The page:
A Coordination Perspective on Agile Software Development

A Coordination Perspective on Agile Software Development

Diane E. Strode (Whitireia Polytechnic, New Zealand) and Sid L. Huff (Ivey Business School, Canada)
Copyright: © 2015 |Pages: 33
DOI: 10.4018/978-1-4666-7473-8.ch004
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Achieving success in software development projects is a perennial challenge, and agile software development methods emerged to tackle this challenge. Agile software development provides a way to organise complex multi-participant software development projects while achieving fast delivery of quality software, meeting customer requirements, and coping effectively with project change. There is little understanding, however, of how such projects achieve effective coordination, which is a critical factor in successful software projects. Based on evidence from four cases, this chapter presents a theory explaining coordination in agile software projects. This theory defines the concepts of coordination strategy and coordination effectiveness and propositions explaining their relationship. This theory contributes to coordination literature by presenting clearly delineated concepts and their relationships in the form of a variance theory. For IT project management, this theory contributes to knowledge of coordination and coordination effectiveness in the context of agile software development.
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How can software development projects be coordinated more effectively in the presence of uncertainty? (Nidumolu, 1995, p. 213)

Agile software development offers an effective means of organising complex multi-participant software development while continuously adjusting to project uncertainty and change. While this approach is now widely accepted, it remains of intense practical and theoretical interest because of its impact on people, projects, and organisations (Ambler, 2009; Dyba & Dingsoyr, 2008; Strode, Huff, Hope, & Link, 2012; West & Grant, 2010). Agile software development differs significantly from earlier approaches to software development; because of this difference, adopting an agile approach can affect organisation structure and culture, project roles, contract negotiation, the way customers are involved in projects, system quality, and system deployment. In addition, the agile approach changes technical practices, team social interaction, team leadership, and decision-making. These wide-ranging effects mean that existing theories about software development organisations, project management, and system development need to be re-evaluated in light of this new systems development paradigm (Dingsoyr, Dyba, & Moe, 2010). This chapter contributes to this re-evaluation by presenting a theory of agile software development from a coordination perspective.

Long before the advent of agile software development, researchers identified effective coordination as a critical element in organisations generally, and in software development projects in particular (Curtis, Krasner, & Iscoe, 1988; Kraut & Streeter, 1995; Van de Ven, Delbecq, & Koenig, 1976). Nidumolu (1995) articulated the problem when he asked how software development projects could be effectively coordinated in the presence of uncertainty. Shortly thereafter, software developers and systems methodologists designed their agile methods specifically to deal with change and uncertainty. These methods de-emphasize traditional coordination mechanisms such as forward planning, extensive documentation, detailed contracts, strict adherence to a pre-specified process, and specific coordination roles such as that of the project manager. Instead, they favour intensive face-to-face communication and other apparently simple practices. Yet, agile software development has contributed to the success of many software projects, so arguably effective coordination of some type takes place within these projects (Agerfalk, Fitzgerald, & Slaughter, 2009; Cao & Ramesh, 2007; Dingsoyr, Dyba, & Abrahamsson, 2008; Kautz, Madsen, & Norbjerg, 2007).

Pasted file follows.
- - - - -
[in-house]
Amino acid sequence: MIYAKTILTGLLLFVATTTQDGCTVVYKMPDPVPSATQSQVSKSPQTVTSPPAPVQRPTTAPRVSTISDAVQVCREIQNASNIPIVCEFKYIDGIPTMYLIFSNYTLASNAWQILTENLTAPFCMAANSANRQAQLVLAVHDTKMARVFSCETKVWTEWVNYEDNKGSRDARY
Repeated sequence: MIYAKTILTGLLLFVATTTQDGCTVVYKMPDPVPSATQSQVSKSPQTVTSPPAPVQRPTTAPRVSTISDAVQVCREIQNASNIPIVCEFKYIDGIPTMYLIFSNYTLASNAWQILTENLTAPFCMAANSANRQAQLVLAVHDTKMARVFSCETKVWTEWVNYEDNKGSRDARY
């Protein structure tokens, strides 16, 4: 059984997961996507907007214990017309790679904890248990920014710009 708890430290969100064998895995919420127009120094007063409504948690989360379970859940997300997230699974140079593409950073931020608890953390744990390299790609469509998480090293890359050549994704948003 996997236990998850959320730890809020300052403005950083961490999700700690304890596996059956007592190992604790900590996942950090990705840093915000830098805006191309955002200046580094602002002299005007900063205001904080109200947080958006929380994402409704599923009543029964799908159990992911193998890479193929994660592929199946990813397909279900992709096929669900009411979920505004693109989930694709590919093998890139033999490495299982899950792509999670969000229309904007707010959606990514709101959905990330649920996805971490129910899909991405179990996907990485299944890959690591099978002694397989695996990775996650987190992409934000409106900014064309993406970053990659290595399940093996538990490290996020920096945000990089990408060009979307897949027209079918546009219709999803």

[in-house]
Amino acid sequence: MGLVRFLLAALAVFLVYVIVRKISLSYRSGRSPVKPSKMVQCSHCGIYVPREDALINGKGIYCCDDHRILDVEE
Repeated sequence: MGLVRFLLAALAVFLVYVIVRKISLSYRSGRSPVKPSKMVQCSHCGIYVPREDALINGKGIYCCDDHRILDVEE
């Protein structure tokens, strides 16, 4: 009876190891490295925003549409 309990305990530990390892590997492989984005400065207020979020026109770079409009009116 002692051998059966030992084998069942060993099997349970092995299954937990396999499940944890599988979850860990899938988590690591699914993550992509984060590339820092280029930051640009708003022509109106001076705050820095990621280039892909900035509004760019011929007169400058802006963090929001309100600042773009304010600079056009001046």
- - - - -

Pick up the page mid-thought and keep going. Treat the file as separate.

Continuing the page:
A large and diverse body of coordination research exists in contexts relevant to software development practice, but agile software development came into common use subsequent to much of that research. Therefore, we do not know whether existing theory adequately explains coordination within agile software development projects, or whether a new explanatory theory is needed.

In studying coordination, there are two primary considerations. The first is to identify a coordination strategy, that is, those activities and artefacts in a situation that support coordinated action. The second is to identify the characteristics of a highly coordinated state. Once we understand these two aspects of coordination, it becomes possible to investigate which activities and artefacts are more, or less, effective at bringing about a highly coordinated state. Consequently, this study is guided by two research questions: How is coordination achieved when using an agile software development approach? And what is the relationship between coordination strategy and project coordination effectiveness in the context of agile software development?

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